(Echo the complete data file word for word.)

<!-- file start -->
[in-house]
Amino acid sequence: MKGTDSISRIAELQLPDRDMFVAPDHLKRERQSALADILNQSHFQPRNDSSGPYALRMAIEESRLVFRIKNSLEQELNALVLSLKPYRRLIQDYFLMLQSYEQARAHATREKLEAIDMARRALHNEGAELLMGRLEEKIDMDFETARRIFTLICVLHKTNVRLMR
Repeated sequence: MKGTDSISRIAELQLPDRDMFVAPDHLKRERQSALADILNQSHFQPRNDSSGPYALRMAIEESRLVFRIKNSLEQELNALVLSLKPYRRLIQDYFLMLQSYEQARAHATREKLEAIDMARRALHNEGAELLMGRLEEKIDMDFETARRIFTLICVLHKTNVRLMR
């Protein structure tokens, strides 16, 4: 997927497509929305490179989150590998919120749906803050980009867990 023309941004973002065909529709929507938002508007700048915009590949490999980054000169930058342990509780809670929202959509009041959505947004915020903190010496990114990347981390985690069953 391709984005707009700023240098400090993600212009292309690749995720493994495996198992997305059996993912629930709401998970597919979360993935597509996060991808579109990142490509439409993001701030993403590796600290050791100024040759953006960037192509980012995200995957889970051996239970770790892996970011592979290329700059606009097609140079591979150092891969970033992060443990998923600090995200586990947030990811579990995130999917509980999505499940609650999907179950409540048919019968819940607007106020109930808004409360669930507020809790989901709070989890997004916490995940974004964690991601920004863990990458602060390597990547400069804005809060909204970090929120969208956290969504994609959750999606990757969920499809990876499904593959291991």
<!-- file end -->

[in-house]
Amino acid sequence: MKGTDSISRIAELQLPDRDMFVAPDHLKRERQSALADILNQSHFQPRNDSSGPYALRMAIEESRLVFRIKNSLEQELNALVLSLKPYRRLIQDYFLMLQSYEQARAHATREKLEAIDMARRALHNEGAELLMGRLEEKIDMDFETARRIFTLICVLHKTNVRLMR
Repeated sequence: MKGTDSISRIAELQLPDRDMFVAPDHLKRERQSALADILNQSHFQPRNDSSGPYALRMAIEESRLVFRIKNSLEQELNALVLSLKPYRRLIQDYFLMLQSYEQARAHATREKLEAIDMARRALHNEGAELLMGRLEEKIDMDFETARRIFTLICVLHKTNVRLMR
């Protein structure tokens, strides 16, 4: 997927497509929305490179989150590998919120749906803050980009867990 023309941004973002065909529709929507938002508007700048915009590949490999980054000169930058342990509780809670929202959509009041959505947004915020903190010496990114990347981390985690069953 391709984005707009700023240098400090993600212009292309690749995720493994495996198992997305059996993912629930709401998970597919979360993935597509996060991808579109990142490509439409993001701030993403590796600290050791100024040759953006960037192509980012995200995957889970051996239970770790892996970011592979290329700059606009097609140079591979150092891969970033992060443990998923600090995200586990947030990811579990995130999917509980999505499940609650999907179950409540048919019968819940607007106020109930808004409360669930507020809790989901709070989890997004916490995940974004964690991601920004863990990458602060390597990547400069804005809060909204970090929120969208956290969504994609959750999606990757969920499809990876499904593959291991």